Contraception

 Contraception, colloquially known as birth control, has a long and strange history. Women in ancient Egypt would vaginally insert into themselves a mixture of honey and crocodile dung to prevent pregnancy, concubines in ancient China would drink lead and mercury, women in Persia were advised to jump backwards seven to nine times post coitus, and Greek gynecologists recommended that women hold their breath during sex and sneeze immediately afterwards to expel sperm. These methods fell out of favour as scientific progress advanced, and today a wide variety of more effective methods are employed. Yet, with so many options to choose from, it can be difficult to pick the best one for you.Today, over 85% of Canadians report using contraception at some point in their lives, and condoms are one of the oldest methods still employed. Illustrations of condoms date back as far as 15,000 years ago and legends from 3000 BCE describe goat bladder use. We have come a long way from goat bladders to today’s latex and polyurethane. Today’s condoms, when used consistently and correctly, are 98% effective (percentages represent the number out of every 100 women who do not get pregnant after one year of correct use). Condoms are cheap, easy to obtain, can be made into dental dams, and are one of the few readily available contraceptive methods to provide a nearly impermeable barrier to STIs. The condom’s major flaws are primarily user based. Issues include removing the condom too soon, putting the condom on too late, opening the condom package with a sharp object, using an oil-based lubricant, or using an expired or improperly stored condom (such as one stored in a wallet).

Other easily accessible contraceptives available to men include spermicides, which can have an 80% success rate when used alone; and the “pull-out” method. This method can be up to 96% effective, but has an increased risk of pregnancy through contact with pre-ejaculatory fluid, and does not protect against STIs. Men who rely on the pull-out method must be able to detect an approaching orgasm and withdraw prior to ejaculation. If this is used as the primary form of birth control, and the man fails to pull out prior to ejaculation, there is a 20-85% chance of the woman getting pregnant during her cycle.

For women, the most well-known and commonly used method is the birth control pill. This contraceptive is an estrogen and progesterone based pill, and if taken daily at the same time can be 99% effective against pregnancy. The primary reason for failure results from the pill not being taken daily at the same time. The pill also regulates and treats heavy menstrual cycles, PMS, endometriosis, Polycystic Ovarian Syndrome (PCOS), acne, anemia, and may decrease the risk of endometrial and ovarian cancer. However, the pill may have side effects like nausea, breast tenderness, headaches, weight gain, mood changes, missed periods, decreased libido, joint pain, decreased bone density, an increased risk of cardiovascular side effects such as heart attacks, strokes, and blood clots, and may increase the risk of breast, cervical, and liver cancer.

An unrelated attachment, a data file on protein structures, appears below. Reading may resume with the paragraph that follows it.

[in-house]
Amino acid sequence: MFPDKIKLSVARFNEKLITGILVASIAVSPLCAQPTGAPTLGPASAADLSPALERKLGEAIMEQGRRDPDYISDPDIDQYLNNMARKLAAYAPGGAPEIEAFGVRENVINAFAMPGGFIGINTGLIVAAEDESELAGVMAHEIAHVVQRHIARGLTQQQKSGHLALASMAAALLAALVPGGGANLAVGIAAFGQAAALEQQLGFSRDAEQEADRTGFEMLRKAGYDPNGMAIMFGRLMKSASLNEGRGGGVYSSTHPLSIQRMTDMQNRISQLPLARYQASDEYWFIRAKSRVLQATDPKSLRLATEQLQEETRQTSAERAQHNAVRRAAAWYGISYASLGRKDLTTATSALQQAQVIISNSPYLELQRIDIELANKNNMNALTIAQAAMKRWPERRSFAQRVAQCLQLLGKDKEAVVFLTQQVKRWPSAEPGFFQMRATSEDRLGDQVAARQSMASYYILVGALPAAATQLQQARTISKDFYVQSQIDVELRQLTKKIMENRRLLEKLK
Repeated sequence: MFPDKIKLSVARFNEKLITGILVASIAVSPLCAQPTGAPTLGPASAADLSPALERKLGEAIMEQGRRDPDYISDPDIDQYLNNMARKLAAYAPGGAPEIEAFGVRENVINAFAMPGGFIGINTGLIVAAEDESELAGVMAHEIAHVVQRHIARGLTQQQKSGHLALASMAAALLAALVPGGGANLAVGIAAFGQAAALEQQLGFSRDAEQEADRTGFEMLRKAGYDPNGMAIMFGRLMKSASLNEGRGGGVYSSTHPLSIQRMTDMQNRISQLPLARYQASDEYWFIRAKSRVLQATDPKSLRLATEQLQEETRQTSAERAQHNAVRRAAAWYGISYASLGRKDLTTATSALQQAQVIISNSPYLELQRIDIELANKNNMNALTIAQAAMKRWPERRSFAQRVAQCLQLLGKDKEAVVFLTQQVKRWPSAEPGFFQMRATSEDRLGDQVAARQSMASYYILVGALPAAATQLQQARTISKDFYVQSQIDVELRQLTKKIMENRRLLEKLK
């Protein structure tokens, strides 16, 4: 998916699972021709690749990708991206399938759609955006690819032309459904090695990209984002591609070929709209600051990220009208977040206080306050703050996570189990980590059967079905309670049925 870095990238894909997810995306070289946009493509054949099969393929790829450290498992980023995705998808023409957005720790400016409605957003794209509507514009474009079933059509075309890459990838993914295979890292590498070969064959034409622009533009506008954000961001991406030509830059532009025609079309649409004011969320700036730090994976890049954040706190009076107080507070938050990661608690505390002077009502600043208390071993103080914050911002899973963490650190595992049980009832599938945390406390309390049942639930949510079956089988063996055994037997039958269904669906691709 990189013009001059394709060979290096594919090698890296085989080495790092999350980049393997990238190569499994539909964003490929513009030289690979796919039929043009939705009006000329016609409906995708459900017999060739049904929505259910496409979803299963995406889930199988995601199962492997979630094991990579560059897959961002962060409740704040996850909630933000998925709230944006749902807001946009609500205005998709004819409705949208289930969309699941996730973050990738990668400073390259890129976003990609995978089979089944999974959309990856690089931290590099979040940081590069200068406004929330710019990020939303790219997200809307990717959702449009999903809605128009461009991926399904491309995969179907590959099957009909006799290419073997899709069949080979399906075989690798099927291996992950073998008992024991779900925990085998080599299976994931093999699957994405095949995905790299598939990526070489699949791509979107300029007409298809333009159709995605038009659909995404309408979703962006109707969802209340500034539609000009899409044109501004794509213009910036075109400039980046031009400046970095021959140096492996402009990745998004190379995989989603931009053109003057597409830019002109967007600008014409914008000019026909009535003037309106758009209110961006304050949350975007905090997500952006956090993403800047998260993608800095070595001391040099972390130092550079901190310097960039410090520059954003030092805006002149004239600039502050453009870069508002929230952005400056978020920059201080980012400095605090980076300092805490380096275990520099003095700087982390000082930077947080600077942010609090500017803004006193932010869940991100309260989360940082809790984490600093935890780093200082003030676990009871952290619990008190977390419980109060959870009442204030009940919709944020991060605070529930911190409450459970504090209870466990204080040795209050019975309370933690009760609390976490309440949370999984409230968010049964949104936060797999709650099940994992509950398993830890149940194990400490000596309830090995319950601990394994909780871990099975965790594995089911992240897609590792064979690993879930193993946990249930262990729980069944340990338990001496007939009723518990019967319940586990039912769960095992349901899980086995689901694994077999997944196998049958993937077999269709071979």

Other hormonal methods available to women include hormonal intrauterine devices (IUDs) like Mirena and Skyla, which offer 99% effectiveness and can be in place from three to five years, the NuvaRing, which can be up to 99% effective, and the birth control implant. The birth control implant is a small matchstick sized hormonal capsule inserted into the woman’s arm. Over a three-year period it releases progestin, and has a 99.95% success rate. All hormonal methods include similar deleterious side effects to the birth control pill.

If you feel uncomfortable using a primarily hormone based contraceptive, the copper IUD may be for you. Much like a hormonal IUD, this small copper T is inserted into the uterus. Once in place it can be 99% effective for anywhere from five to ten years. Side effects may include heavier and more painful periods. Female condoms are another non-hormonal method that can result in a 95% success rate when used correctly, and provide basic STI protection. Much like the male condom their failure rate stems mainly from improper use. However, female condoms can be expensive at $4 a condom, difficult to find, and uncomfortable for the woman. Diaphragms may also be employed. These thin silicon domes are placed over the cervix to prevent sperm entry. When used with spermicides, diaphragms have a 94% success rate and can help stop the spread of some STIs. The rhythm method, or fertility awareness method, is a contraceptive method employed by the woman, who tracks her menstrual cycle to determine ovulation and her peak fertility. She then abstains from sex during these days. When used correctly the rhythm method can be up to 87% effective. If for any reason your birth control fails you, Plan B is a non-prescription emergency contraceptive available at most pharmacies and health clinics.

If you are looking to start a new contraceptive method, change over from an existing method, get STI testing, need pregnancy guidance, or have questions about access to abortion information, there are a variety of clinics around the valley and Halifax area to choose from. In Wolfville, both Acadia Student Health Services and Mud Creek Medical Co-op offer Pap tests, STI testing, and a variety of contraceptive options. In Kentville, the Red Door also offers these services and in Halifax, the Halifax Sexual Health Center (formerly Planned Parenthood) provides similar services. Acadia also offers free condoms in all residences, the Peer Support Lounge, and through Student Health Services.

Hopefully this article helps make your only post-sex concern how soon you can do it again.

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